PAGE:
Diamond-Blackfan anemia (DBA) is a hereditary bone marrow failure disorder that is characterized by erythropoiesis failure and chronic anemia and is frequently associated with physical malformations. Considered a ribosomopathy, most patients harbor pathogenic mutations in one of at least 22 large or small ribosomal protein genes in an autosomal dominant manner, however rarer cases involving mutations in GATA1, TSR2 and EPO have also been described.

A recent study of the architecture of the human hematopoietic hierarchy throughout development (Notta et al, Science 2016) showed that, after birth, unipotent progenitors can derive directly from multipotent progenitors without intermediate differentiation into oligopotent progenitors. Critically, this work identified novel progenitors for which the abundance, clonal capacity and progenitor function is currently unknown in many benign and malignant hematological disorders. Specifically, multipotent, common myeloid and megakaryocyte-erythroid progenitors (MPP, CMP and MEP) were found to be functionally heterogeneous and could be subdivided (F1, F2 and F3 subtypes) based on the combination of CD71 and BAH1 expression. We hypothesized that in-depth analysis of these novel and previously reported progenitors will better elucidate hematopoiesis in DBA, providing insights in to DBA pathogenesis and erythropoietic failure.

Using flow cytometry, we quantified the frequencies of 11 hematopoietic stem and progenitor cell (HSPC) populations: HSC, MPP F1-F3, CMP F1-F3, MEP F1-F3 and granulocyte-monocyte progenitors (GMP), from the BM specimens of 8 DBA patients harboring ribosomal protein mutations and 6 healthy age-matched control donors. To characterize the function of HSPCs in DBA we then utilized a highly sensitive and quantitative single-cell in-vitro stromal feeder-based differentiation assay that supports the expansion and lineage commitment of single HSCPs towards mature cell types (myeloid, erythroid and megakaryocytes) with progeny immunophenotyping and quantification by flow cytometry.

Our refined quantification of HSPCs by flow cytometry showed that the defect of erythropoiesis in DBA patients starts at the CMP/MEP compartment. Namely, CMP-F2 and CMP-F3 as well as MEP-F2 and MEP-F3 sub-populations that are predicted to form erythroid cells were significantly reduced in DBA patients compared to healthy aged-matched individuals (Figure 1A-B). In contrast, CMP/MEP-F1 sub-populations that are predicted to form only myeloid cells (BAH1-/CD71-) showed no significant difference compared to healthy controls. Importantly, the multipotent compartment (HSC and MPP) did not significantly differ from that of healthy controls. Functional analysis of F2/F3 CMP/MEP HSCP sub-populations in single-cell colony assays showed that they have a high propensity to produce erythroid progeny in healthy control samples (Figure 1C). In contrast, in DBA patients these HSCPs had limited erythroid forming potential, but maintain a high propensity to develop myeloid colonies (Figure 1D).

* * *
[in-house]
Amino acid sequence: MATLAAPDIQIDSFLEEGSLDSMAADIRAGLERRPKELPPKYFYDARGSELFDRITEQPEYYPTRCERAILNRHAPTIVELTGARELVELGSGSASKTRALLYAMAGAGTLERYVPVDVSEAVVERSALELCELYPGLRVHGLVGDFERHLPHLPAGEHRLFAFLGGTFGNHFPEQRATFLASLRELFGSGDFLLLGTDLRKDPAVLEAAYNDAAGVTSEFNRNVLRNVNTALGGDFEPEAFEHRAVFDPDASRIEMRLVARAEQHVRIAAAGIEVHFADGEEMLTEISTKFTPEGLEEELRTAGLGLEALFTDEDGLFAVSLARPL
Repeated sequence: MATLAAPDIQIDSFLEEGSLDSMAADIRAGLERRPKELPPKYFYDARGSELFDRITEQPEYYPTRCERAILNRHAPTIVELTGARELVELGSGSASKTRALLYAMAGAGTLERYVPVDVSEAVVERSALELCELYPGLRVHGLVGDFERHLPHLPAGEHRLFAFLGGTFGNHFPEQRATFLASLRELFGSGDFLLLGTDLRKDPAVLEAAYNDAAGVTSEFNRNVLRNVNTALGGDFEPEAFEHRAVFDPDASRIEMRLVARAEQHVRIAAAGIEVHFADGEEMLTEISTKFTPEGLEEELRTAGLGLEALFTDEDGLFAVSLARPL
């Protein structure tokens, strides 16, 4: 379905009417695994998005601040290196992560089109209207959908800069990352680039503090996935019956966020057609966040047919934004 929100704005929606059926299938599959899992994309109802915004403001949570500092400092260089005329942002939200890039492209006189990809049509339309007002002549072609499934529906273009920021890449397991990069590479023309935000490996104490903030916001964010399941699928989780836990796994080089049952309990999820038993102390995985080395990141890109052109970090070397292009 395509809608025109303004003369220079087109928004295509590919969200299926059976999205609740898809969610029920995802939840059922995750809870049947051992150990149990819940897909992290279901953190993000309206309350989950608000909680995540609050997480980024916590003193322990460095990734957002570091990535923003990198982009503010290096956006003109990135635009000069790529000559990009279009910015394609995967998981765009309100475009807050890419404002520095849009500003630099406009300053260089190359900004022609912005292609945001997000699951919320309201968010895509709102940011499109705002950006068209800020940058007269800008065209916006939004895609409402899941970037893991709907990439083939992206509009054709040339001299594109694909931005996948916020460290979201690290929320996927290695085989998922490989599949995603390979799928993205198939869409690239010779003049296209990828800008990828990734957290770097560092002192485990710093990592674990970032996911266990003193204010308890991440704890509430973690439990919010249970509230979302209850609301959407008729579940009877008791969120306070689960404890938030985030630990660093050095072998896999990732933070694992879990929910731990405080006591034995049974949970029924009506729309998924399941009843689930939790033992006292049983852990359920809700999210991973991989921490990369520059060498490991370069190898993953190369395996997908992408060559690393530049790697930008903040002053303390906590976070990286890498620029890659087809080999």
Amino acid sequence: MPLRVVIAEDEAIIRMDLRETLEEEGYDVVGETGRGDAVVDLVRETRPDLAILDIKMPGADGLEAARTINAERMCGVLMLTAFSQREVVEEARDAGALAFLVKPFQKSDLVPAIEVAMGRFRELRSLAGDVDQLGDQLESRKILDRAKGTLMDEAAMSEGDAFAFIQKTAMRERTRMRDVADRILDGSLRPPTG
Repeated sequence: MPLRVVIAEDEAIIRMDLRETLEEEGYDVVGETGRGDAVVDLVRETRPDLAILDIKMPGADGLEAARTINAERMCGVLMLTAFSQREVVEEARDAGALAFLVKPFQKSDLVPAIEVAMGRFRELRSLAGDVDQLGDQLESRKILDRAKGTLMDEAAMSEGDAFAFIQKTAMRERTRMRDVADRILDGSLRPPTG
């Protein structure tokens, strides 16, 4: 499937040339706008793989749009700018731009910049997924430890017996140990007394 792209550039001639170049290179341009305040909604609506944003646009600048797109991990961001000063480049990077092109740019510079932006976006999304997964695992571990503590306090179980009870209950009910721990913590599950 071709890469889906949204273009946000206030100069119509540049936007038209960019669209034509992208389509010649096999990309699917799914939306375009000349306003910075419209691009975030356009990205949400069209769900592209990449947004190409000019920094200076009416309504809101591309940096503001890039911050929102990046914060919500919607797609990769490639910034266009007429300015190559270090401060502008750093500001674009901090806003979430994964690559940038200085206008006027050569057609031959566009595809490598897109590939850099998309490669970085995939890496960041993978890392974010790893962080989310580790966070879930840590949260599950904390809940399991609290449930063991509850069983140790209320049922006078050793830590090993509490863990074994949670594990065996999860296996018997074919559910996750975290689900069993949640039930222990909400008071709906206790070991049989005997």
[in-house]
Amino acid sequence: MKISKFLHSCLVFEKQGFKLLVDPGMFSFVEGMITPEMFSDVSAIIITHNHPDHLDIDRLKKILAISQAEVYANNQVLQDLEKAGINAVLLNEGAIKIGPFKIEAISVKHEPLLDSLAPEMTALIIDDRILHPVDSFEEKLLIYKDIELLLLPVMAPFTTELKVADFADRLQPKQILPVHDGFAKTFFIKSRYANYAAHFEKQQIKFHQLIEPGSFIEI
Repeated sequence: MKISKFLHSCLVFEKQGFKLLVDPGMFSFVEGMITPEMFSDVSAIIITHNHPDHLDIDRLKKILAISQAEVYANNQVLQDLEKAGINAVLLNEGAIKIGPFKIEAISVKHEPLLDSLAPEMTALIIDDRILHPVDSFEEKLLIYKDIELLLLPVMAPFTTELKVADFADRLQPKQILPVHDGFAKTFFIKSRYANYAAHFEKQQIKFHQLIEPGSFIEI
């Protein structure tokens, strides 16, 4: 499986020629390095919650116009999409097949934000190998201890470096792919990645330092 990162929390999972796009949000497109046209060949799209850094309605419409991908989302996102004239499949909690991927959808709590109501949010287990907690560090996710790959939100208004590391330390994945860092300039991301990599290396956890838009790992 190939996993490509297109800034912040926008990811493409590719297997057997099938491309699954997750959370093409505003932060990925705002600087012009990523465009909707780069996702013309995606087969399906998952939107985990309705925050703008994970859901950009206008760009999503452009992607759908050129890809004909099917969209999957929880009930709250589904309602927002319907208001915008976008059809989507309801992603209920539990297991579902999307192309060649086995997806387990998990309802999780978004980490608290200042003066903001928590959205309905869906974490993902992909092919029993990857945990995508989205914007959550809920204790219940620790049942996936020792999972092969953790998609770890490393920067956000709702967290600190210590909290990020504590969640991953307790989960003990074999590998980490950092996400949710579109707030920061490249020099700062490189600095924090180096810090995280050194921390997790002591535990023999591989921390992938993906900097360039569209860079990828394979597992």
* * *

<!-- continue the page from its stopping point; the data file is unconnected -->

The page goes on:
To our knowledge this is the first study that the HSCP sub-populations F1/F2/F3 HSCP fractions have been analyzed in DBA. Collectively, these data indicate that the hematopoietic defect in DBA occurs in erythroid-producing CMP/MEP populations. Our data show that these sub-populations are both reduced and dysfunctional in DBA patients and we suggest these abnormalities lead to the pure red cell aplasia seen in these patients.

Figure 1: DBA patients have reduced CMP and MEP sub-populations that behave dysfunctional in-vitro. A-B) DBA patients have reduced CMP-F2/3 (A) and MEP-F2/3 (B) sub-populations in their bone marrow. C) CMP F2-F3 and MEP F2-F3 have a high propensity to produce erythroid cell types in healthy controls. D) Single-cells isolated from the CMP-F2/3 and MEP-F2 population of DBA patients produced proportionally fewer erythroid and greater myeloid colonies in in-vitro colony assays (plot shows the mean respective proportions from all healthy controls and DBA patients tested, each N=5).


Dick:Bristol-Myers Squibb/Celgene: Research Funding.

Author notes


Asterisk with author names denotes non-ASH members.